The best non-chemical strategy to control blackgrass is to delay drilling until at least mid-October, according to Dick Neale, technical manager for Hutchisons.
“There is little point in growers agonising over which variety they should grow if they are going to drill mid-September in a heavy blackgrass situation,” he says.
“The heavy burden of blackgrass in that early drilling slot would just overwhelm any variety you drill, negating any differences in how individual varieties compete with blackgrass.
“You should only begin to start looking at the finer points of which varieties to sow and what seed rates to choose in a late-drilling situation.”
However, wheat growers who have a heavy blackgrass burden should drill at a minimum seed rate of 450 seeds/sq m, he says.
Mr Neale is making his recommendations based on a new Hutchisons project looking into non-chemical strategies for blackgrass control.
For the trials, large unreplicated demonstration plots – both treated and untreated – of 12 mainstream wheat varieties were drilled in late October.
The interactions between variety and seed rate – either 300 or 500 seeds/sq m – were observed.
“Oakley and Conqueror gave the best control against blackgrass,” says Mr Neale, commenting on the results.
“If you have Oakley in a dry seed-bed, the variety alone will give you 90% control of blackgrass.
“JB Diego and Duxford were next with around 70% control, while Shire did a good job, but only at higher seed rates.”
Panorama and Invicta were also much more effective against blackgrass when sown at high seed rates, he adds.
However, JB Diego and Duxford did not respond much differently in their control of blackgrass at high seed rates, says Mr Neale.
“Both varieties gave good competition to low seed rates. These are the type of varieties you could grow in early October,” he says.
“Then you could save your high seed rates for the later drilled fields, for example, of Oakley, Shire, Panorama or Invicta.”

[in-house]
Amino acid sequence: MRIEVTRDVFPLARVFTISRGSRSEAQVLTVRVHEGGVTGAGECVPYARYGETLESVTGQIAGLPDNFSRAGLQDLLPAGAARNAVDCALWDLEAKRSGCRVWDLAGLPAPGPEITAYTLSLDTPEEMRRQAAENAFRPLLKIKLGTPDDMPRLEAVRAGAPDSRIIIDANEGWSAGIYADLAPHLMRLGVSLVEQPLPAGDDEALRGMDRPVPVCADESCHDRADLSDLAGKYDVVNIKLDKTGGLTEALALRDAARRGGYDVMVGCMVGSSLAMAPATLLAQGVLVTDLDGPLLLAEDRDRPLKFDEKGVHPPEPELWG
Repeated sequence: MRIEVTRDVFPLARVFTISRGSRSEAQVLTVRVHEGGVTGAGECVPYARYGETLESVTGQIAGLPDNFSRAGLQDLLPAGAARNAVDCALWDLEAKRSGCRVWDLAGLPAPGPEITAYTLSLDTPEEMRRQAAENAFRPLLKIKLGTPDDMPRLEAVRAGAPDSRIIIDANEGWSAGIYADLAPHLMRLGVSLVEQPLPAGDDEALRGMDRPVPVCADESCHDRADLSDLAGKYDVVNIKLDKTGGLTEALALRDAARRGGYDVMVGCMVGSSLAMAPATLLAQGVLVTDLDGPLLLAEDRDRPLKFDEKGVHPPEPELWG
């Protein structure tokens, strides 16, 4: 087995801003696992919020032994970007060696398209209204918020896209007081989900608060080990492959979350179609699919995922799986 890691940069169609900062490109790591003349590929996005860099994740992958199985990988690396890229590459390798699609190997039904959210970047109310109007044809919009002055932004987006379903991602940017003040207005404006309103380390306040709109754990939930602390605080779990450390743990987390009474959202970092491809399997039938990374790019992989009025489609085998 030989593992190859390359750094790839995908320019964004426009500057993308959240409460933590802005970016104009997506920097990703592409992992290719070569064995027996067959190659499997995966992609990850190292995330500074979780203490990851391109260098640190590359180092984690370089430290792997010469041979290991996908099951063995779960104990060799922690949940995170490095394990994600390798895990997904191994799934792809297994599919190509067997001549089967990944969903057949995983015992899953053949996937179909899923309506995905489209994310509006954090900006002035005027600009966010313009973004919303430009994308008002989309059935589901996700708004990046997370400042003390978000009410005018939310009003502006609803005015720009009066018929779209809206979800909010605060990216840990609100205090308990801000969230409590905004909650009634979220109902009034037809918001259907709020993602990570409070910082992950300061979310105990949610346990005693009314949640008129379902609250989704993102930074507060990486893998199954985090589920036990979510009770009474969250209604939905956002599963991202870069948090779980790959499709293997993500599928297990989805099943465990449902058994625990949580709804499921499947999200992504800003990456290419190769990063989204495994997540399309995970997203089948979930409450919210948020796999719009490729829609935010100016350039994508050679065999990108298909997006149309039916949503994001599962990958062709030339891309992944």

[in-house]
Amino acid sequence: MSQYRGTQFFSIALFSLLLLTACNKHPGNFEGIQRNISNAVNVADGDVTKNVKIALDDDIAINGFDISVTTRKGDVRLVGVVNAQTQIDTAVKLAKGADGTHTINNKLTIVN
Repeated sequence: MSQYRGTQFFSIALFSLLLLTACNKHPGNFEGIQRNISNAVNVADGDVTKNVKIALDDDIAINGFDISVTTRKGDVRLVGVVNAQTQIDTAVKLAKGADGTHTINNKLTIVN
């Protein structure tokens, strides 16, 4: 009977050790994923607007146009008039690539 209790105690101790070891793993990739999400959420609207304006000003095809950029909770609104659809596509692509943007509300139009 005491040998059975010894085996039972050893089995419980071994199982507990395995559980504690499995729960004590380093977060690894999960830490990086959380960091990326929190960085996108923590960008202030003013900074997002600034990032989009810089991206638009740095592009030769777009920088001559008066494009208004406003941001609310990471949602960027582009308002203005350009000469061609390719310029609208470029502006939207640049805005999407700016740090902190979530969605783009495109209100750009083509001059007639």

By contrast, Cordiale and Grafton, which are both suitable for early sowing, offered poor control of blackgrass.
Grafton, an extremely short, stiff variety, offers no competition and suffers in heavy blackgrass populations, says Mr Neale.
“Grafton is being marketed as an extremely good early drilled variety. But if you have bad blackgrass and are trying to control it, you wouldn’t be considering drilling in early September,” he says.
“I would avoid drilling Grafton in a heavy blackgrass situation – it doesn’t offer good competition.”
Cordiale grows well alongside blackgrass, but does not offer much competition, he adds.
“If you grow Cordiale you would expect to see a lot of blackgrass, although the crop does not seem to suffer that much.”
Whereas some varieties, such as Oakley, appear to detect the presence of blackgrass much more strongly and work hard to fight it, says Mr Neale.
“This suggests that some sort of chemical reaction is being sent out at the rooting stage between the variety and the blackgrass.”
Competitive varieties: Blackgrass control
- Best control – Oakley, Conqueror
- Good control – JB Diego, Duxford, Shire, Panorama, Invicta
- Poor control – Cordiale, Grafton
Researching the alternatives
Research into the effects of different row spacing and seed rates in winter wheat is being carried out in a bid to find alternative non-chemical methods to tackle blackgrass.
For the project, led by NIAB TAG, the cultivars Solstice (a shy tillerer) and Robigus (an active tillerer) were planted last autumn at three UK sites.
The varieties were planted at different seed rates – 100, 200 and 300 plants/sq m – in row widths of 12cm, 24cm and 36cm.
“We want to establish how much of a yield penalty you get by growing wheat in a wide row and quantify it,” says Ben Freer, project co-ordinator and head of technical services at NIAB TAG.
Increasing row widths and upping the seed rate within each row could “smother” weeds within the sowing band, he adds.
Then, by applying glyphosate through a sprayer with cowls fitted over the nozzles, it would be possible to spray off the grass weeds once they have emerged.
“While this may seem a bit extreme, we need to be ready to bring alternative methods into play and the work needs doing now,” he says.